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A server in computing is:
* A computer software application that carries out some task on behalf of
users. This is usually divided into file serving, allowing users to
store and access files on a common computer; and application serving,
where the software runs a computer program to carry out some task for
the users. This is the original meaning of the term.
* The term is now also used to mean the actual computer on which the
software runs. Originally server software would be located on a
mainframe computer or minicomputer. These have largely been replaced by
computers built using a more robust version of the microprocessor
technology that is used in personal computers, and the server term was
adopted to describe such microprocessor based machines.
A Server computer shares its resources, such as peripherals and file storage
with the users' computers, called clients, on a network. It is possible for
a computer to be a client and a server simultaneously, by connecting to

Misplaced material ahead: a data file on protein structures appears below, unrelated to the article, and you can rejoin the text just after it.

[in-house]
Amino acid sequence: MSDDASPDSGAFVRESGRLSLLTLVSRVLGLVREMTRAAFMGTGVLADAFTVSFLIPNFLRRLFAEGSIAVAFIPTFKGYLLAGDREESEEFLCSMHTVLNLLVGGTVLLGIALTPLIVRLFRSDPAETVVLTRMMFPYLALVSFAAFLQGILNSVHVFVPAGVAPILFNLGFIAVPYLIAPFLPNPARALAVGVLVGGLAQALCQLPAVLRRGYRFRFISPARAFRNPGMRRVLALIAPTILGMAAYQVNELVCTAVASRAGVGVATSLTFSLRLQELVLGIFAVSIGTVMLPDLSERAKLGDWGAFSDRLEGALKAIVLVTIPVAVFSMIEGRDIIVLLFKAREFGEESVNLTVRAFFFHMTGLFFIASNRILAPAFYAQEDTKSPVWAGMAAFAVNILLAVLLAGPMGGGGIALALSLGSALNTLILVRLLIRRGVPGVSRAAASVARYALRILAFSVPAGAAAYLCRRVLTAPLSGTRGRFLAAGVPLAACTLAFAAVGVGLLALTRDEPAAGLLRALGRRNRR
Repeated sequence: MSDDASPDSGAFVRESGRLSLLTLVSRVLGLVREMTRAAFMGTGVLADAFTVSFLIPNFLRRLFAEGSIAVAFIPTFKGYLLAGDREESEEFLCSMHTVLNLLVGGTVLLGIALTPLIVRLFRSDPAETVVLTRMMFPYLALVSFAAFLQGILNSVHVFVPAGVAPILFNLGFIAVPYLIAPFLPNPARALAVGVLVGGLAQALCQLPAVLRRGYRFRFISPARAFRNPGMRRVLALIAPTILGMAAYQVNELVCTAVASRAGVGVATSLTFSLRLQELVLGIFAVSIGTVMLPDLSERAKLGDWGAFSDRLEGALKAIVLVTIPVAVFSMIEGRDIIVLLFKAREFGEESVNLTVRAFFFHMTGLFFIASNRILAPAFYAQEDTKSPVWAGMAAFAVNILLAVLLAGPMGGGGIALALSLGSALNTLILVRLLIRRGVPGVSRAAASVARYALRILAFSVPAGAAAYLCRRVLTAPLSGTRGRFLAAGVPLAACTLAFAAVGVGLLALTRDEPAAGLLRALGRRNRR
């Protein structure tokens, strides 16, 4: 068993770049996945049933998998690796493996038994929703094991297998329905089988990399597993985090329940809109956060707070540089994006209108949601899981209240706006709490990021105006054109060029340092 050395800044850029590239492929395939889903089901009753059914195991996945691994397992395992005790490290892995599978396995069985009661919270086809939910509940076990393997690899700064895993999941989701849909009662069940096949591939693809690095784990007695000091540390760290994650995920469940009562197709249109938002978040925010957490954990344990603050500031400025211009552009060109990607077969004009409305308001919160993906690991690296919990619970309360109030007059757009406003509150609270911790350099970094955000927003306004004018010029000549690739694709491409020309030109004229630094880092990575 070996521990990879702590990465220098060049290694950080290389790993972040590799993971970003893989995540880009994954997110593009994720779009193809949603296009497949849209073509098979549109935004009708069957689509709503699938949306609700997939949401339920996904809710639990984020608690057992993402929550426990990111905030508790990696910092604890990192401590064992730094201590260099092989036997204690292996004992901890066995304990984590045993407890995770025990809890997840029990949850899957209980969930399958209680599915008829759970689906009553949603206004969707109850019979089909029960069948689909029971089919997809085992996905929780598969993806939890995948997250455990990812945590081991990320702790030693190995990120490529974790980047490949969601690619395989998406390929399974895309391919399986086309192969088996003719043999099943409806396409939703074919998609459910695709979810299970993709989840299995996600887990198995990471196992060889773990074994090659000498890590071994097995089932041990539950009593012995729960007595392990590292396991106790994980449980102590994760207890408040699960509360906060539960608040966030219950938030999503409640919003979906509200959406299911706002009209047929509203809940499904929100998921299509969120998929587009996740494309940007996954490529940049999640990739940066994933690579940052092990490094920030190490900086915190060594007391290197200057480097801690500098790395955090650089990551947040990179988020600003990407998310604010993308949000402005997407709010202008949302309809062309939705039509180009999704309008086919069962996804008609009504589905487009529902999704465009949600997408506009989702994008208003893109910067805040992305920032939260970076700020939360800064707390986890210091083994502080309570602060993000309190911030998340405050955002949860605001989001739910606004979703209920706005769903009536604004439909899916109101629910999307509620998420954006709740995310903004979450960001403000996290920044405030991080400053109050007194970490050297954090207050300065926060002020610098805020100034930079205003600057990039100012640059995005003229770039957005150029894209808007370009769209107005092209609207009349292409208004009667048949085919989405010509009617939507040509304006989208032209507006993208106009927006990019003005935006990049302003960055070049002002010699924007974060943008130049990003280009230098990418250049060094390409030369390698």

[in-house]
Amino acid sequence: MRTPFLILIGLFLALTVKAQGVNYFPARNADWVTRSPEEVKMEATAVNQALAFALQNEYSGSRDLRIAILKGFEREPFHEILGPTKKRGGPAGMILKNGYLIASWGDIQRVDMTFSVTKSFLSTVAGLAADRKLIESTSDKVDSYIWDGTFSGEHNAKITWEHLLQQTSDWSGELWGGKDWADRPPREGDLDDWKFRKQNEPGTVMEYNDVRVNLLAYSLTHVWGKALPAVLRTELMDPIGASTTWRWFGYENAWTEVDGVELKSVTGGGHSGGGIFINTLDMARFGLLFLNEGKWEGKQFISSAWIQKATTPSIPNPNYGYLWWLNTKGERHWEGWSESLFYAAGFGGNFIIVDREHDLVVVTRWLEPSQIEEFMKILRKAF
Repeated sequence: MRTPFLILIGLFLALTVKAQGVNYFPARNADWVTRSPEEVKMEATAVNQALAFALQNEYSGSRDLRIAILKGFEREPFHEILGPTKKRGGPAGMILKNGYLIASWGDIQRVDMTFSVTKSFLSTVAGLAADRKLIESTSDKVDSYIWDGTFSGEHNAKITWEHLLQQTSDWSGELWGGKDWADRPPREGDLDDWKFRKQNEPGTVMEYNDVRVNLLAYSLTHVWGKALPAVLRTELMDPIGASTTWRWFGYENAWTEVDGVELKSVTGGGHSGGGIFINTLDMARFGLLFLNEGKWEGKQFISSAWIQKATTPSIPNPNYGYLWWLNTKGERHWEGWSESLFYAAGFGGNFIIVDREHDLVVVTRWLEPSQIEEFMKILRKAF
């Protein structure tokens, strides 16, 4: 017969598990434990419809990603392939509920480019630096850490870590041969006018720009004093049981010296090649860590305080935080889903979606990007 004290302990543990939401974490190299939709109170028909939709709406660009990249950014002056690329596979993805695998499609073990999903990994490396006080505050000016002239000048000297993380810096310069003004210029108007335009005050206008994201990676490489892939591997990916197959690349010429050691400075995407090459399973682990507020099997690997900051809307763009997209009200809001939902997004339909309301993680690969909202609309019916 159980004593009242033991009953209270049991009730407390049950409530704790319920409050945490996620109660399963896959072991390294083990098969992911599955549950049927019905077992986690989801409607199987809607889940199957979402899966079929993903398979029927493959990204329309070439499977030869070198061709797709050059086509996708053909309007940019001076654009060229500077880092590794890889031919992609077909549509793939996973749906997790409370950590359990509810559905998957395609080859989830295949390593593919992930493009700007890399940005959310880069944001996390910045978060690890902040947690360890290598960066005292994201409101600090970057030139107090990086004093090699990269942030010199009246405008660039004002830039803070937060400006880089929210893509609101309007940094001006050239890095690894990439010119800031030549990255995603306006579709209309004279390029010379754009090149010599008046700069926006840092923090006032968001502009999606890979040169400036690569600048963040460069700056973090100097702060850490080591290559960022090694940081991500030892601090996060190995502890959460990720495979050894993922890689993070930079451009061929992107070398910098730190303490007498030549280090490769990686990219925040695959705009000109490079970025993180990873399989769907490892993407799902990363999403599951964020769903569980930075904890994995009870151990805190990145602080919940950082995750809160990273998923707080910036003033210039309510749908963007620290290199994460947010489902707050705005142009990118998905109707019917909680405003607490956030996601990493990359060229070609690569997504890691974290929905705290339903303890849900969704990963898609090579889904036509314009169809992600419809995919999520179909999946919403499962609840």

itself in the same way a separate computer would.
Many new devices now come with server capabilities. The X-Internet, Web
Services, and Microsoft's .NET initiative all work to make even the smallest
system a server.
Many large enterprises employ numerous servers to support their needs. A
collection of servers in one location is often referred to as a server farm.
Server Operating Systems
The rise of the microprocessor based server was facilitated by the
development of several versions of Unix to run on the Intel microprocessor
architecture, including Solaris, Linux and FreeBSD. The Microsoft Windows
series of operating systems also now includes server versions that support
multitasking and other features required for servers, beginning with Windows NT.
Mainframes and minicomputers were originally accessed using dumb terminals,
which were unable to carry out any significant processing. This largely
ended with the widespread use of personal computers by users.